Who knew you could wake up one morning with a sense of uneasiness simply because no sea lions were barking?
As it happened, the discomfort was temporary. Yapping and growling soon resumed, carried by a sea breeze from a rocky island to the oceanside house my wife, Lisa, and I were renting. But such were our confrontations during two weeks on California’s Mendocino coast, about four hours north of San Francisco.
It’s a place of crashing surf, gorgeous sunsets and moonsets, redwood forest behemoths, speeding seabirds and, yes, congregations of sea lions. And once you get there (there’s no fast way to do that), it’s replete with trails, views, local food and a variety of activities that require you to spend no more than a few minutes in your car again.
We didn’t set out for Mendocino, known over the years for redwood logging, marijuana growing, artists in abundance and ultimately for being what author Doug Pine calls a “contentment-obsessed place.”
But we did have two goals: After the never-ending, snow-packed Minnesota winter of 2014, we vowed to find a March destination this year that didn’t involve freezing temperatures or the expense and complication of international travel. Second, we had numerous friends and relatives in California we wanted to see, but we didn’t look forward to looping around the state for one or two thousand miles and repeatedly packing and unpacking suitcases.
So, after a weekslong online hunt up and down the coast on Airbnb.com and similar websites, Mendocino it turned out to be. A three-bedroom cabin called Carol’s Cove a couple hundred yards from the Pacific, 3 miles north of the tiny town of 1,100, turned out to be idyllic.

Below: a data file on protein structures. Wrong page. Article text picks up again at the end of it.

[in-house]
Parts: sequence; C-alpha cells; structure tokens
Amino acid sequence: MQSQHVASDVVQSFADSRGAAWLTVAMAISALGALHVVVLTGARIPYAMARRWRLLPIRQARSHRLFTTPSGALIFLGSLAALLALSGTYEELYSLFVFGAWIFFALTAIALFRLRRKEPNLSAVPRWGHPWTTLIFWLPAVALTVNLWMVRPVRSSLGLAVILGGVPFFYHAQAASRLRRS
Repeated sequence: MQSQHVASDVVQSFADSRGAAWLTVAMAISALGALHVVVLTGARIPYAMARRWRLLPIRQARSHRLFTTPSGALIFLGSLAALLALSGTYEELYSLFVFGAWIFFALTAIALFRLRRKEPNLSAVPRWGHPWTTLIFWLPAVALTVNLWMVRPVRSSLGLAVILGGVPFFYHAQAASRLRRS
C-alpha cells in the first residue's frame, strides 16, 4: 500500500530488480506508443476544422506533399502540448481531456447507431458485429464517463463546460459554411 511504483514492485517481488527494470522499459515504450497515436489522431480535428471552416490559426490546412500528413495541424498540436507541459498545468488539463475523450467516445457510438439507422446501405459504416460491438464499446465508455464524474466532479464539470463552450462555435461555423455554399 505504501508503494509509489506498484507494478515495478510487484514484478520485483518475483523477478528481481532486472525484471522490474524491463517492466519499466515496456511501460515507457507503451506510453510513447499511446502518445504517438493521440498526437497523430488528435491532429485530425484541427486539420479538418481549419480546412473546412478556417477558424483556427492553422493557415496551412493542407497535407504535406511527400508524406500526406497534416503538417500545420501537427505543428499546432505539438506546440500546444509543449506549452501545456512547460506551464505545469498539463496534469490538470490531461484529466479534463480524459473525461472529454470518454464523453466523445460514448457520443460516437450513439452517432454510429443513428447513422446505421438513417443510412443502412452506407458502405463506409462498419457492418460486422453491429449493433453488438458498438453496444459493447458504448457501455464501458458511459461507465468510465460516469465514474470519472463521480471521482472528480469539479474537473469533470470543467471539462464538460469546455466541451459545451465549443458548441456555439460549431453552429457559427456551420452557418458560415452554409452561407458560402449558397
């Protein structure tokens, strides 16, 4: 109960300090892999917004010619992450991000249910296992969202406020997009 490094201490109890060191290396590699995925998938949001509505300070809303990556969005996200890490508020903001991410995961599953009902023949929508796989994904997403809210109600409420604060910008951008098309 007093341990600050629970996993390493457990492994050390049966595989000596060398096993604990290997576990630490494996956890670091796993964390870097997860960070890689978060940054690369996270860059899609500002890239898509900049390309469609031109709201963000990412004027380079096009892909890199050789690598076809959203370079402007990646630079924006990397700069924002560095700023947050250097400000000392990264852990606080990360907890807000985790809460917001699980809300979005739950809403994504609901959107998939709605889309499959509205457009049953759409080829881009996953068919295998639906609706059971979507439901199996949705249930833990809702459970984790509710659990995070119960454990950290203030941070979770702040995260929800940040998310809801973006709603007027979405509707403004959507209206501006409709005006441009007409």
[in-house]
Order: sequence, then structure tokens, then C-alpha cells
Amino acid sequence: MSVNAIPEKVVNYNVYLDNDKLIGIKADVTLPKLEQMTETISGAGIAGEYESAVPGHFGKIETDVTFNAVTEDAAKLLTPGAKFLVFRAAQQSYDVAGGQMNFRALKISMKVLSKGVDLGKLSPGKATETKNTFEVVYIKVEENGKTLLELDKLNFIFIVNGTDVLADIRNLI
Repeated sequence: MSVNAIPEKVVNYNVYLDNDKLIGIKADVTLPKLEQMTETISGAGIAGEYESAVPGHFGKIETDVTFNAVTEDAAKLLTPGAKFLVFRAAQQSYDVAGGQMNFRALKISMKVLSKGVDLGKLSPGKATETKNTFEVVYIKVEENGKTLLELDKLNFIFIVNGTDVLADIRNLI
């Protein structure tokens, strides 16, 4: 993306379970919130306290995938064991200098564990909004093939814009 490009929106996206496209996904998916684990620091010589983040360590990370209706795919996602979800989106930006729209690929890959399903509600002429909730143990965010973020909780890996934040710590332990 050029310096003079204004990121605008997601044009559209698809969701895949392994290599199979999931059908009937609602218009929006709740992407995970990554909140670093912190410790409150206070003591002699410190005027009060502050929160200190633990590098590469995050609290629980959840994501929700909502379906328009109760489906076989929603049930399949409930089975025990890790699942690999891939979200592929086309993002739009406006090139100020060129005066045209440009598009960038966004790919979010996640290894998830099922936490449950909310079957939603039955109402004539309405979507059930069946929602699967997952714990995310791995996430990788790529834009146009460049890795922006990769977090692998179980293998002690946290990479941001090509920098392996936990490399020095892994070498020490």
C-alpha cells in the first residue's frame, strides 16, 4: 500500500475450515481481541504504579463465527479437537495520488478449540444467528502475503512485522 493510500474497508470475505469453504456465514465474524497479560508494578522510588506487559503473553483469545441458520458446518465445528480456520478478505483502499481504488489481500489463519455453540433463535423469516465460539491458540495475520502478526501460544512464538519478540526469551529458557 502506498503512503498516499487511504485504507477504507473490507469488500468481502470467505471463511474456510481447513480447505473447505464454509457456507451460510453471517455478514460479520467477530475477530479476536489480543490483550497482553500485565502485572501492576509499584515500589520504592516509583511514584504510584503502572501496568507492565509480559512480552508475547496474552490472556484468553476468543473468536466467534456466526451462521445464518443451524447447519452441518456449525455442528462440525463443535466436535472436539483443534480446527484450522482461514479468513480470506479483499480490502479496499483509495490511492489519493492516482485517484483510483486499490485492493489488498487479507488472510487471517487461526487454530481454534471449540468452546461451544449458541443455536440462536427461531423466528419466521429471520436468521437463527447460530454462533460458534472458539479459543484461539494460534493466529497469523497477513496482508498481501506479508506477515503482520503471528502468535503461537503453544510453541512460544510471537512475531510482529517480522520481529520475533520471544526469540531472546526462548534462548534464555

To our friends and family, we said: We’ve got the bedrooms and the kitchen, bring some food. Stay two or three nights. Deal.
As a result, we got a place where we came to feel at home, a cabin as cozy as a Minnesota North Woods lake place but with sea mammals, surf and pelagic cormorants. Rocky headlands became familiar as we returned again and again to watch mesmerizing waves, spouting gray whales migrating north and screaming black oystercatchers flying among the rocks.
Inland, we traipsed to forests of redwood behemoths, second-growth trees after the originals were turned into post-earthquake San Francisco, but still huge.
Nearby sat Point Cabrillo Lighthouse, a small red-roofed building put up in 1909 and still operating, its third-order glass Fresnel lens sending a beam as far as 14 miles out to sea and lighting up our neighborhood regularly.
Our visit coincided with a full moon, so I spent two clear mornings hiking in the dark for 15 minutes across a brushy meadow to take photographs as the moon dropped into the Pacific Ocean beyond the lighthouse. I don’t think I’d ever been alone quite this way in the awakening dawn — just me, a blinding light every 10 seconds and a harbor seal slowly waking up on a rock nearby.
It was fun to play host so far from home to our California connections. We learned of a few treasured places they knew about, like the Mendocino Coast Botanical Gardens 5 miles up the road at Fort Bragg, where we watched a seagull harass a seal harbor trying to eat a 20-inch fish. But we also could show them new finds like a good walking path up Big River or a Mendocino Community Theatre production.
One of our favorite destinations turned out to be Russian Gulch State Park, 2 miles from our cabin, where trails take hikers along the bluffs, down to a beach or back into the redwood-Douglas fir forest.
A half-dozen times we walked less than a half-mile in the other direction to the sea lions at Caspar Headlands Reserve.